Inspiration

Our death is our wedding with eternity.

If we justify war, it is because all peoples always justify the traits of which they find themselves possessed, not because war will bear an objective examination of its merits.

The abbot ought ever to bear in mind what he is and what he is called; he ought to know that to whom more is entrusted, from him more is exacted.

Intellectual over-indulgence is the most gratuitous and disgraceful form which excess can take, nor is there any the consequences of which are more disastrous.

The career of a great man remains an enduring monument of human energy. - The man dies and disappears, but his thoughts and acts survive and leave an indelible stamp upon his race.

When making a decision of minor importance, I have always found it advantageous to consider all the pros and cons. In vital matters, however, such as the choice of a mate or a profession, the decision should come from the unconscious, from somewhere within ourselves. In the important decisions of personal life, we should be governed, I think, by the deep inner needs of our nature.

And without a doubt it is more comfortable to endure blind bondage than to work for one's liberation; the dead, too, are better suited to the earth than the living.

‘Creation science’ has not entered the curriculum for a reason so simple and so basic that we often forget to mention it: because it is false, and because good teachers understand exactly why it is false. What could be more destructive of that most fragile yet most precious commodity in our entire intellectual heritage — good teaching — than a bill forcing honorable teachers to sully their sacred trust by granting equal treatment to a doctrine not only known to be false, but calculated to undermine any general understanding of science as an enterprise?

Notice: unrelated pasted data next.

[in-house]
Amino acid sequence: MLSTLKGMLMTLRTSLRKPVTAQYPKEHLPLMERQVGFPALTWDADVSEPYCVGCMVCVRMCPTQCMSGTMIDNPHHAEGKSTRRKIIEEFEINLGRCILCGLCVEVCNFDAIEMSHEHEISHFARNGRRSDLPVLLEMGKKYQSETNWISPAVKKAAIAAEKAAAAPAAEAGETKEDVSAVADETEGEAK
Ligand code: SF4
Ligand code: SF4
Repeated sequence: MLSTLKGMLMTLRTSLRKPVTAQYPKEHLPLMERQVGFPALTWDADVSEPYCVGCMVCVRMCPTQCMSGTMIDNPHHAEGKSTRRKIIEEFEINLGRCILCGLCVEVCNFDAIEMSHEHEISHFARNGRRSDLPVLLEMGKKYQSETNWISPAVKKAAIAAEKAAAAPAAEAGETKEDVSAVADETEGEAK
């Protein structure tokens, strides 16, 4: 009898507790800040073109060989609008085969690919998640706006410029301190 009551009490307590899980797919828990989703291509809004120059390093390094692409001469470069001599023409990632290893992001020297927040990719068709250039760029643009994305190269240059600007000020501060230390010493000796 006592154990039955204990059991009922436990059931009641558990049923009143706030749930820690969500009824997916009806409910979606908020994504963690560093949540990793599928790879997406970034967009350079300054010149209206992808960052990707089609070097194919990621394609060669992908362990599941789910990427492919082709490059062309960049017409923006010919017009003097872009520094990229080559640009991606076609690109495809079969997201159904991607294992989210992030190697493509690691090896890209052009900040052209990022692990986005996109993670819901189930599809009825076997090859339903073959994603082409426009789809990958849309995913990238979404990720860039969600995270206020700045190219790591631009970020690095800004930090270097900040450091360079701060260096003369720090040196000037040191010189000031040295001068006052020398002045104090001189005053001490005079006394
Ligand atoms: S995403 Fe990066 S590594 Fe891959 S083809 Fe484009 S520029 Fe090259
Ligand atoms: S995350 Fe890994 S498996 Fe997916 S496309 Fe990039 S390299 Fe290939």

Darwin himself told us in his last book (The Formation of Vegetable Mould Through the Action of Worms) that we should never underestimate the power of worms on the move. ...The inversion of a humble worm, especially when disturbed, may bring down empires. Shakespeare told us that the smallest worm will turn being trodden on. And Cervantes wrote in his author's preface to Don Quixote that even a worm when trod upon, will turn again. ...Geoffrey, it seems, was correct after all - not in every detail, of course, but at least in basic vision and theoretical meaning. And the triumph of surprise, the inversion of nuttiness to apparent truth, stands as a premier example of the most exciting general development in evolutionary theory during our times.

Natural historians tend to avoid tendentious preaching in this philosophical mode (although I often fall victim to such temptations in these essays). Our favored style of doubting is empirical: if I wish to question your proposed generality, I will search for a counterexample in flesh and blood. Such counterexamples exist in abundance, for they form a staple in a standard genre of writing in natural history — the wonderment of oddity or strange ways of the beaver tradition.